The air is filled with the sounds of birds in April. We hear the loud rattling of belted kingfishers, the winnowing of the common snipe in flight, woodpeckers drumming, the chattering of tree swallows, mourning doves cooing and Canada geese honking. Added to this is the “cheer-up” song of the American robin and the melodic accomplishments of the song sparrow. The song sparrow sings three or four repeated notes followed by a rich and varied chuck-chuck warble — put into the English language it might come out as “Marge-Marge-Marge, put-on-your-TEA-kettle-ettle-ettle.” There are hundreds of variations on this basic song sparrow theme.

Why do birds sing, call or make mechanical sounds? It’s how they communicate with other birds and the world around them. The chief function of song in most species is to proclaim territory. It warns males to stay away while attracting females, plus it strengthens the bond between the mated pair. There are social songs such as a canary-like one used by American goldfinches in flock formation. At times a bird sings because it is bubbling over with the pure joy of living. Call notes are used in a variety of situations. There are calls of alarm, anger, scolding and location. As an example, the cheeps of warblers help these nocturnal migrants stay together in flight.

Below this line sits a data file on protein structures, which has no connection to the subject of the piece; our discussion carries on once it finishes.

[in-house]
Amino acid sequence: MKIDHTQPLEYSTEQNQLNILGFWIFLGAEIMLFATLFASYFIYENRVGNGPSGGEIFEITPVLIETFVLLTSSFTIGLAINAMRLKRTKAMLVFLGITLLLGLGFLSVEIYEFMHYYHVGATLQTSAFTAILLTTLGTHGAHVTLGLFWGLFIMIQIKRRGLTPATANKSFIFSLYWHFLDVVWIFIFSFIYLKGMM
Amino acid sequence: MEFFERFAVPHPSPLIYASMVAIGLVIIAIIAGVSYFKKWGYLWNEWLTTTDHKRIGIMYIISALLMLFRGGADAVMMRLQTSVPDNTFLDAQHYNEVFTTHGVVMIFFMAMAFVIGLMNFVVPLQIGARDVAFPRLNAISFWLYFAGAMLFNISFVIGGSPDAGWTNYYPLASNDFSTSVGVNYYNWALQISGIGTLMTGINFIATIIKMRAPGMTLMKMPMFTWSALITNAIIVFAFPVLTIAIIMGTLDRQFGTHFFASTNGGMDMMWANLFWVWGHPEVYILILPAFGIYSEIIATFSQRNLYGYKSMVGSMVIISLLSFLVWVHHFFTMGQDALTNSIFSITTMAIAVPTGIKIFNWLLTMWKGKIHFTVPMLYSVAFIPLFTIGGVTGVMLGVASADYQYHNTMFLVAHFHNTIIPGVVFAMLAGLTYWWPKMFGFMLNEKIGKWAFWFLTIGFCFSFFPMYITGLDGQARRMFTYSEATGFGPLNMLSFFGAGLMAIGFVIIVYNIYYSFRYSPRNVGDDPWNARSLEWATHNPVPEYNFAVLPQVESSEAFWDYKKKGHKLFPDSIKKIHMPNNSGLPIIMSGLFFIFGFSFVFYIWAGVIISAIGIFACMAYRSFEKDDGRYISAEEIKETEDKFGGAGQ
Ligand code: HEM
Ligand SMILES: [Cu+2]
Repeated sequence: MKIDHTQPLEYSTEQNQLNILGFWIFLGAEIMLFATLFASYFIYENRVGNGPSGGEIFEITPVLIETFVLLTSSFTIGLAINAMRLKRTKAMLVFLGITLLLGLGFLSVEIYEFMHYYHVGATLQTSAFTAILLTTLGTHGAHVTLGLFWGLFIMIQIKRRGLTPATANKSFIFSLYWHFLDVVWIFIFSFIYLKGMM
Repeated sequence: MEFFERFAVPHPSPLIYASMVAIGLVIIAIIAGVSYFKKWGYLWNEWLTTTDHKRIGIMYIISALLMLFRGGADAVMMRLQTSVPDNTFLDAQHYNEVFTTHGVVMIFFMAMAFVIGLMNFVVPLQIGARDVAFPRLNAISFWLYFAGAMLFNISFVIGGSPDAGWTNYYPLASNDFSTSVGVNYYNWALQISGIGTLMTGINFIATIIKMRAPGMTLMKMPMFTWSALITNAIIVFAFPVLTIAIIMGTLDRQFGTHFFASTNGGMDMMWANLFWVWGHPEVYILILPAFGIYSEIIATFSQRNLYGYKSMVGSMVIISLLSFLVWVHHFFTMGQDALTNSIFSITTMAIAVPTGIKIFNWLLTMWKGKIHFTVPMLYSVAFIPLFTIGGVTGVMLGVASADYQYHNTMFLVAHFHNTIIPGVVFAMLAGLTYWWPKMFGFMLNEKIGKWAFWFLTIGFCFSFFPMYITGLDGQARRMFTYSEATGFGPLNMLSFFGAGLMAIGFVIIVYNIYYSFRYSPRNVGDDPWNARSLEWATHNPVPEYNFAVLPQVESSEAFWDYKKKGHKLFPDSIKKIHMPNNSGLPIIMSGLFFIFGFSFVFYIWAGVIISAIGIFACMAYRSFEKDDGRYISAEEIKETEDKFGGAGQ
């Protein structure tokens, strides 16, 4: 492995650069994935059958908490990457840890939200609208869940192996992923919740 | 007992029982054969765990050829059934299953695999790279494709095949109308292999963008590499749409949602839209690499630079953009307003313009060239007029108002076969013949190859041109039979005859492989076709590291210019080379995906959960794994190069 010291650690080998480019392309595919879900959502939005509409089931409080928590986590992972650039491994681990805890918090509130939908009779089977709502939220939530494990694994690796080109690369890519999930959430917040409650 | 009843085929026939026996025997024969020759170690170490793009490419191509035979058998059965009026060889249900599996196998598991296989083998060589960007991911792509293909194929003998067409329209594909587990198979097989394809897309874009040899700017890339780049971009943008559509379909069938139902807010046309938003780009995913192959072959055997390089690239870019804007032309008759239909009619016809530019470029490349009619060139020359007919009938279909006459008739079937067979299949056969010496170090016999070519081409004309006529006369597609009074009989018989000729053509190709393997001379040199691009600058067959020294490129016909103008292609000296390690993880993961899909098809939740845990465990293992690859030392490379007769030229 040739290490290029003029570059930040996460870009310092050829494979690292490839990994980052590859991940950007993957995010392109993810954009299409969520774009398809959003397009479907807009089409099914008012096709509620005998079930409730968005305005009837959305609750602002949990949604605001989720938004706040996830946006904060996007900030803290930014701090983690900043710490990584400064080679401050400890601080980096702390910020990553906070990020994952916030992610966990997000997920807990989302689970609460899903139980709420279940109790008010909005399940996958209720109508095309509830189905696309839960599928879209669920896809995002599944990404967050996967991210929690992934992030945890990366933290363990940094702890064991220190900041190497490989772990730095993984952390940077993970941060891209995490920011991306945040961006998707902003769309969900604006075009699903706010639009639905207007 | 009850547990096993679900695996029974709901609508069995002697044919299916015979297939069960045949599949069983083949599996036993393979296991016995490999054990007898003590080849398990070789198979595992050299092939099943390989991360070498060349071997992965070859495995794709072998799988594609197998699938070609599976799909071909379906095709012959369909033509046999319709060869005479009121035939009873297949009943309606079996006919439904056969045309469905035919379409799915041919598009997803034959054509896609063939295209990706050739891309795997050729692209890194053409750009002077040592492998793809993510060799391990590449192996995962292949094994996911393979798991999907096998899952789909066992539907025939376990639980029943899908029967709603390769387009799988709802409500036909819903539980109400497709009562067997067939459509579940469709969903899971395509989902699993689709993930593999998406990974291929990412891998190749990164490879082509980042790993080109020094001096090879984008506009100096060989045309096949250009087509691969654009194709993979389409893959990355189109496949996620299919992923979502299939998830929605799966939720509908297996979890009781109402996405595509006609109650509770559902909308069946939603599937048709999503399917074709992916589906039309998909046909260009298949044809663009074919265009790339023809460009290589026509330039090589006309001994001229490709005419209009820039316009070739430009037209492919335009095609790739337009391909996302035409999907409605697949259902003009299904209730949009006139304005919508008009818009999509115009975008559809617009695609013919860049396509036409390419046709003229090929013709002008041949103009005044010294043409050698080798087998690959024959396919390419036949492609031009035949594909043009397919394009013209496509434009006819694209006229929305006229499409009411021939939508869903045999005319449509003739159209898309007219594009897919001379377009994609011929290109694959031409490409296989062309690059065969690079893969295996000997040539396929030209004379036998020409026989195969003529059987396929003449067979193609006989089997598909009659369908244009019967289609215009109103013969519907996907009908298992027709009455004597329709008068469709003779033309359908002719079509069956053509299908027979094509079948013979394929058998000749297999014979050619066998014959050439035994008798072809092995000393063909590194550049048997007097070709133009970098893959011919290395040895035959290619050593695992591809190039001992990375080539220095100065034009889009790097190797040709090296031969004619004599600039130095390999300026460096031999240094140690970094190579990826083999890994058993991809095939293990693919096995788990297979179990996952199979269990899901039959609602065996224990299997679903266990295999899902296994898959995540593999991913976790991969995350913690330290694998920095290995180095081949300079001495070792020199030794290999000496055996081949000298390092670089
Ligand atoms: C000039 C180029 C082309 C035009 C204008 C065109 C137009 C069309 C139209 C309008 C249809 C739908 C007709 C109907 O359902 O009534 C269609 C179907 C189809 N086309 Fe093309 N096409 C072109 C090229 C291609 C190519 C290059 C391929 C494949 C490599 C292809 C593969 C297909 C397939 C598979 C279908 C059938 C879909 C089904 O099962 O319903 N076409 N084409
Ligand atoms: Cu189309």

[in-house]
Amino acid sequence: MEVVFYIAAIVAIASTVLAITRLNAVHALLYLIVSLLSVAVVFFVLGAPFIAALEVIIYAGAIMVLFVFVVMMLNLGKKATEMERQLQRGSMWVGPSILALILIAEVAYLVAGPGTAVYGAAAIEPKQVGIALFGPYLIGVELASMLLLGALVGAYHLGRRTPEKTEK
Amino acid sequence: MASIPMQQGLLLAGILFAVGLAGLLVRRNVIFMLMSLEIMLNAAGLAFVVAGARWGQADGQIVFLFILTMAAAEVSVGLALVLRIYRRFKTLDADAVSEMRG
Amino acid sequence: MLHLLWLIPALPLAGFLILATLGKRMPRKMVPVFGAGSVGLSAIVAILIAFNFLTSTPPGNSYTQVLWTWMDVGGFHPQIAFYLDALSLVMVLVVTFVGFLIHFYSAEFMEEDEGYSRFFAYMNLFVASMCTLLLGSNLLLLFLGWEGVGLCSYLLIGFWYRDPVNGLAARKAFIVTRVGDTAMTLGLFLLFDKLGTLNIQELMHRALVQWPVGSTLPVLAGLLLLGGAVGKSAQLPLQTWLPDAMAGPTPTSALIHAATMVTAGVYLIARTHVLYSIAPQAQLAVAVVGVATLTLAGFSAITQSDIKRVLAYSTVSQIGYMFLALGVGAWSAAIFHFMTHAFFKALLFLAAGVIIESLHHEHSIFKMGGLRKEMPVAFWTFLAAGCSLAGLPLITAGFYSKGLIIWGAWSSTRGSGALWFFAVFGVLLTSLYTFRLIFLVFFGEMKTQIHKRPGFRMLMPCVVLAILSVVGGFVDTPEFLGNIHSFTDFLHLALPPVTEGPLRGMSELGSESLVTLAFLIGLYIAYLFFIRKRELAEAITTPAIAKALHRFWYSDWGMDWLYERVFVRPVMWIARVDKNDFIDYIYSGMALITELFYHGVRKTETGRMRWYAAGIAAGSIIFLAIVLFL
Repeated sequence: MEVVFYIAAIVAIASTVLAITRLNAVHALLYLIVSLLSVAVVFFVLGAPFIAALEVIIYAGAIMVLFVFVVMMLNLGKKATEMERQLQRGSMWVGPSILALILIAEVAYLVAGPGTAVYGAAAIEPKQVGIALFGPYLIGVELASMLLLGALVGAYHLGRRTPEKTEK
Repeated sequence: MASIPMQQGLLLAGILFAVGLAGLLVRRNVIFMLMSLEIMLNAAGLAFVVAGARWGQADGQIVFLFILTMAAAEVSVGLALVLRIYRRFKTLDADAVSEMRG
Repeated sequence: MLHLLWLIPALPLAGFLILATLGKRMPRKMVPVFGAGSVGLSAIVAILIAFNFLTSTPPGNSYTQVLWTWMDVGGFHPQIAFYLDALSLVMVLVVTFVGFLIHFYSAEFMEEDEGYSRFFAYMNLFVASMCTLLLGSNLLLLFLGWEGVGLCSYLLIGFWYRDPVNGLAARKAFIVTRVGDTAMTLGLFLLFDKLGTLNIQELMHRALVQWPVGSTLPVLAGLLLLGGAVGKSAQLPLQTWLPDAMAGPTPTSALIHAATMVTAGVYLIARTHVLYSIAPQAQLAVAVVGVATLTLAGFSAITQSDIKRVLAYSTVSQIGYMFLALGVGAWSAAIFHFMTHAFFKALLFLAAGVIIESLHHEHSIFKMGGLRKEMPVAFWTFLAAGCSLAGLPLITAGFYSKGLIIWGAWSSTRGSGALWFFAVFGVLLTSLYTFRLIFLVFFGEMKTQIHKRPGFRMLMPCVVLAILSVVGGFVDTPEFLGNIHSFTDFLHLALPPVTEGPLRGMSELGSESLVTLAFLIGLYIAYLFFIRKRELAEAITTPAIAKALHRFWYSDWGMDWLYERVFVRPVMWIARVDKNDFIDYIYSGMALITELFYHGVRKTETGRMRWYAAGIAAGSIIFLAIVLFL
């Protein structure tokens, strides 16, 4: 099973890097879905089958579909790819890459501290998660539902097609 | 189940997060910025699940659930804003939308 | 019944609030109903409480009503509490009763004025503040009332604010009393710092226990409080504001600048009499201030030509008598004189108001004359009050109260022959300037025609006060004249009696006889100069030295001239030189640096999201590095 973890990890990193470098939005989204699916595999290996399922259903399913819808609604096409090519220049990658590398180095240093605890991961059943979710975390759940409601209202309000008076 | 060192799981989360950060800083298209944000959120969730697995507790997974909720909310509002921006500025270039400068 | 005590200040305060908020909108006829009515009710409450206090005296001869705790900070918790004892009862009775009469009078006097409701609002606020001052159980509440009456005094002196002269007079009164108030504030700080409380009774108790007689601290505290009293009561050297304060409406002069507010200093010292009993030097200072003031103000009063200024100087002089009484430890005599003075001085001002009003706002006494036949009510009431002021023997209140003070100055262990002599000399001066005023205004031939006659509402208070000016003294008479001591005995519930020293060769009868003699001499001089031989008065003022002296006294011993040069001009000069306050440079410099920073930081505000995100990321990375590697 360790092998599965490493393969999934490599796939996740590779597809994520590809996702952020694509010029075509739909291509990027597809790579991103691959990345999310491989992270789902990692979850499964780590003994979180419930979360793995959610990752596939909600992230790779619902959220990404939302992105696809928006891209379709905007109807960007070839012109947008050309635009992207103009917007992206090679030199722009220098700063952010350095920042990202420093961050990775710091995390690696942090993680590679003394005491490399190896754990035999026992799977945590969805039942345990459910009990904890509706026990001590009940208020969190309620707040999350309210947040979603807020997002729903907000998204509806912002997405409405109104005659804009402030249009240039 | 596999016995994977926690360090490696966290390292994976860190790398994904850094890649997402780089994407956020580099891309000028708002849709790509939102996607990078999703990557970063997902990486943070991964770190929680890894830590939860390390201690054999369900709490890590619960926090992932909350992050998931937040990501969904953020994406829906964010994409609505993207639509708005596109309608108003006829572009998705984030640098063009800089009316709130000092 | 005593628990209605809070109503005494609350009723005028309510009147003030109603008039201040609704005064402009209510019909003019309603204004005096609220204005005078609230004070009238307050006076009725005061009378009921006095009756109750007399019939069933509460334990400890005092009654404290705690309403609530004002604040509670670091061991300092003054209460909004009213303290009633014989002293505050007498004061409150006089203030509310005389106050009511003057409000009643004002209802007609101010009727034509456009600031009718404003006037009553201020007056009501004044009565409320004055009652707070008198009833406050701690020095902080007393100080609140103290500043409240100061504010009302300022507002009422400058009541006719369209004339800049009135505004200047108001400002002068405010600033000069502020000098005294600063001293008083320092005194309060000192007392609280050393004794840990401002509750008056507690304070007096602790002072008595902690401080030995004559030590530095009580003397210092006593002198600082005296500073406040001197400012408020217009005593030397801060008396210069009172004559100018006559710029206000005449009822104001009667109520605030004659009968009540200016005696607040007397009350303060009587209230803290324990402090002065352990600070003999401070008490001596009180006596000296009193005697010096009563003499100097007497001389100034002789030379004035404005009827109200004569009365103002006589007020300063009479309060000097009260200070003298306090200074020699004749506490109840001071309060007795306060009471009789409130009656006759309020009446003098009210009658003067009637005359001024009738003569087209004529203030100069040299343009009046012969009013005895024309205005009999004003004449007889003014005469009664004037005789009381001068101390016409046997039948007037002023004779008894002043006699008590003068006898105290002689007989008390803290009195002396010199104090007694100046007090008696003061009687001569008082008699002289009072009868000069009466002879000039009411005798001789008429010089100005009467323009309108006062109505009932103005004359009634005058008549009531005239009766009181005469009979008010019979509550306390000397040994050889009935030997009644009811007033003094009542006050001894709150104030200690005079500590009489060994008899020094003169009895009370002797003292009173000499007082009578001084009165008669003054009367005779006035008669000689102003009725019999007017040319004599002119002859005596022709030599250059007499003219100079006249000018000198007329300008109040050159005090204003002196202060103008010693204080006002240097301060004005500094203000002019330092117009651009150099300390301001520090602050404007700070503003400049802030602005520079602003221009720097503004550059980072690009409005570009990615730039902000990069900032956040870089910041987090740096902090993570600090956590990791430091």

Even though birds do not call and sing for our benefit, we can still enjoy their efforts. It keeps us in tune with the changes coming our way, especially in the spring.

Jim Gilbert’s Nature Notes are heard on WCCO Radio at 7:15 a.m. Sundays. His observations have been part of the Minnesota Weatherguide Environment Calendars since 1977, and he is the author of five books on nature in Minnesota. He taught and worked as a naturalist for 50 years.